Sydney Chamber Opera has more than established itself as a leading force in Australian contemporary opera in just five years. While the national opera company Opera Australia hasn’t produced a single new opera during those five years (it does so this year with Kate Miller-Heidke’s The Rabbits), the lean SCO has produced five.
SCO’s latest world premiere, an adaptation of David Malouf’s 1982 novel Fly Away Peter, is a work of dramatic and musical integrity which manages to, in moments, tug at the heartstrings as well as any of the great classic tragic operas. The opera follows Jim Saddler (Mitchell Riley), a birdwatcher from the Gold Coast, as he enlists in the army and travels to the Western front during World War I.
In the opening scenes of the opera, Jim meets a landowner Ashley (Brenton Spiteri) and photographer Imogen (Jessica Aszodi), who work together to establish a bird sanctuary. Elliott Gyger’s score, in the first scenes, sparsely reflects the sounds of the birds and landscapes, with each of the seven instruments rapidly leaping about at unusual intervals.
When Jim travels to Europe, the music takes on a more industrial, harsh and overwhelming edge as a snare drum conjures up the image of marching militia. While the whimsical turns of the birds sing throughout the background, the score becomes more forceful with more regular rhythms, and the harmonies take on greater complexity.
It’s not an easy score — to play or necessarily to listen to — but it’s consistently inventive and dynamic, and has a genuine emotional tug. It’s brought to life by conductor Jack Symonds and a tight seven-piece ensemble. Violinist James Wannan has some moments of excitement and frenzy, whereas clarinettist Peter Smith often provides the steadying force with a well-rounded timbre which almost neutralises some of the score’s harsher phrases.
At first, with its completely unpredictable rhythms, it feels like many dissonant contemporary works (although the harmonies are rarely actually dissonant) which impress with their formal inventiveness, but have little dramatic force. It becomes apparent, soon enough, that Gyger’s work as composer is entirely in service of the storytelling and inner worlds of the characters.
It’s also connected brilliantly with Piece Wilcox’s libretto, not only matching natural speech patterns (as much as is possible in an opera), but elevating the text, rather than having it simply float above the score. And it’s a fine libretto which manages to tell the overarching narrative with clarity, and strips away much of the plot detail to focus on how a rapidly shifting landscape is affecting Malouf’s characters.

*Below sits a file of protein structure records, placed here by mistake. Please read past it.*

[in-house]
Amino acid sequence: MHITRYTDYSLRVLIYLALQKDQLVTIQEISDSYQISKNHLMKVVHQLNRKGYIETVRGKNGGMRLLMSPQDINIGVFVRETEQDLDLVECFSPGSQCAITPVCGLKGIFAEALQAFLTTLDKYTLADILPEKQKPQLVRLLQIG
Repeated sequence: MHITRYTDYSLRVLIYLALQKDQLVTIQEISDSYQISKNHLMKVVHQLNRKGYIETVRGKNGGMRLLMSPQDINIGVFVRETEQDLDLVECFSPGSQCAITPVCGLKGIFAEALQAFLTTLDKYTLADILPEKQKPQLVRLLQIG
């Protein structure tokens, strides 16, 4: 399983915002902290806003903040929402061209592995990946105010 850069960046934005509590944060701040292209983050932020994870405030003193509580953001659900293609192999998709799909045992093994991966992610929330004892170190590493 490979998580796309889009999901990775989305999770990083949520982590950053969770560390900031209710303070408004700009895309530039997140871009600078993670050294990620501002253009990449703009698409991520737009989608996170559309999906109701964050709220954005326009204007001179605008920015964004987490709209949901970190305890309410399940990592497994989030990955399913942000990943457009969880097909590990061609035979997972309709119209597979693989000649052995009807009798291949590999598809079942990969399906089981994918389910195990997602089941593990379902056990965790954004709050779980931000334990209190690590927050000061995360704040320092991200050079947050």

Director Imara Savage has a similar focus in her impressionistic production. With designer Elizabeth Gadsby’s overbearing white pyramid set and Verity Hampson’s bold lighting design, it’s a theatrically thrilling take on the work. The singers cover themselves with white clay as the performance progresses, becoming part of the landscape. It’s the perfect visual metaphor for just how much the war has shaped them all, and it conjures up images of soldiers covered in mud as they trudge through trenches.
But the work wouldn’t have the impact that it does without fine performances, and the cast is made up of three excellent singers who dive headfirst into the musical and dramatic challenges.
Jessica Aszodi shines brightly, with plenty of vocal versatility as Imogen and other sounds and voices that Jim encounters along the journey.
Mitchell Riley has plenty of energy as the young, innocent Jim. It’s a particularly challenging role for a baritone, requiring the singer to leap up difficult intervals with agility and sensitivity. Riley more than meets those challenges, even if he sounded a little tired, vocally, at the performance I attended.
But I can’t help feeling that this production belongs to Brenton Spiteri, whose tenor has extraordinary depth and clarity and works perfectly within the Carriageworks space, which has quite different acoustics to a traditional opera house. As Ashley and all of the soldiers who Jim meets along his journey (many of whom who are killed in battle), Spiteri is the emotional core of the piece. If it does receive further productions around the country (and it deserves to), Spiteri should certainly be invited back.